NIASRA (National Institute for Applied Statistics Research Australia) and SAEF (Securing Antarctica's Environmental Future) explore the intricate relationship between Antarctic biodiversity and climate change.
Understanding and predicting Antarctic biodiversity responses to climate change is critical for informing conservation planning and management in Antarctica. Biodiversity, with its multi-dimensional nature, interacts with climate change in complex ways. In this talk, we will consider changes in species composition along environmental distances over space, using generalised dissimilarity models.
Throughout the talk, the biodiversity modelling will be illustrated using assemblage data for lichens from Bunger Hills, an ice-free area in East Antarctica. As one of the most species-rich vegetation groups, lichens are capable of surviving and thriving in the extreme conditions of Antarctica, and thus lichen diversity is pivotal to the structure and functioning of Antarctic terrestrial ecosystems.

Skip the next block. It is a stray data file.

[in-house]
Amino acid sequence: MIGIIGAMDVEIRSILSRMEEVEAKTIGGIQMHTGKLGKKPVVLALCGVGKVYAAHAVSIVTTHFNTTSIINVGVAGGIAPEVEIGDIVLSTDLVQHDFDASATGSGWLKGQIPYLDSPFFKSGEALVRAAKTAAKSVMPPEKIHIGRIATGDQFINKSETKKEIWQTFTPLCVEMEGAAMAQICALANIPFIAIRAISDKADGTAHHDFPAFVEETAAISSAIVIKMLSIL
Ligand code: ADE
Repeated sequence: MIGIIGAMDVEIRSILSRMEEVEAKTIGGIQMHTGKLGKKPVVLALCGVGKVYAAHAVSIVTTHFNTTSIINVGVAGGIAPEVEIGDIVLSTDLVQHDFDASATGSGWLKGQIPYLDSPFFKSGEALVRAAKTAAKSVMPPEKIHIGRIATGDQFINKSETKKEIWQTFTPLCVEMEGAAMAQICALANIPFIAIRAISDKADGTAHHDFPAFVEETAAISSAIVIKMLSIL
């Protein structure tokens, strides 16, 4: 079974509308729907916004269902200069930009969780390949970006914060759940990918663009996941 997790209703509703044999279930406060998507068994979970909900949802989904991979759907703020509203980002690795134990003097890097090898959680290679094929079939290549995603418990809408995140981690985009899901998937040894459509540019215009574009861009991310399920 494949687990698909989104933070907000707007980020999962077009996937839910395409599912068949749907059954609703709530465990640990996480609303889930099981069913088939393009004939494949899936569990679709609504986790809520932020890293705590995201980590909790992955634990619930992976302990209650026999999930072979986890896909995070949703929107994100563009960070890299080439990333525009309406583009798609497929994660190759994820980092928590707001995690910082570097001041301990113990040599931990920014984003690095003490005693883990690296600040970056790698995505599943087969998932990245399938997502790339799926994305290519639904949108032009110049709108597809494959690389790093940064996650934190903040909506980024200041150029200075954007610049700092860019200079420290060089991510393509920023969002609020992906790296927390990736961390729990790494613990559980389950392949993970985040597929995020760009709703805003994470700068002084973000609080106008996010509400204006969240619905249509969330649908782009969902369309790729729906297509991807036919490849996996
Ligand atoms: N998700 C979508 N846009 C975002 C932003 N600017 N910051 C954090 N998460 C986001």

Due to its unique location, Antarctica remains a region with an extreme environment that limits accessibility to data. Here, we will quantify the uncertainty that arises from using coarse-resolution numerical climate data instead of in-situ measurements, and propagate the uncertainty to the analysis of lichen diversity. The presented work is in collaboration with Noel Cressie and Andrew Zammit-Mangion from the University of Wollongong, and David Clarke and Melodie McGeoch from La Trobe University.
For the zoom link and passcode, please email Karin_Karr@uow.edu.au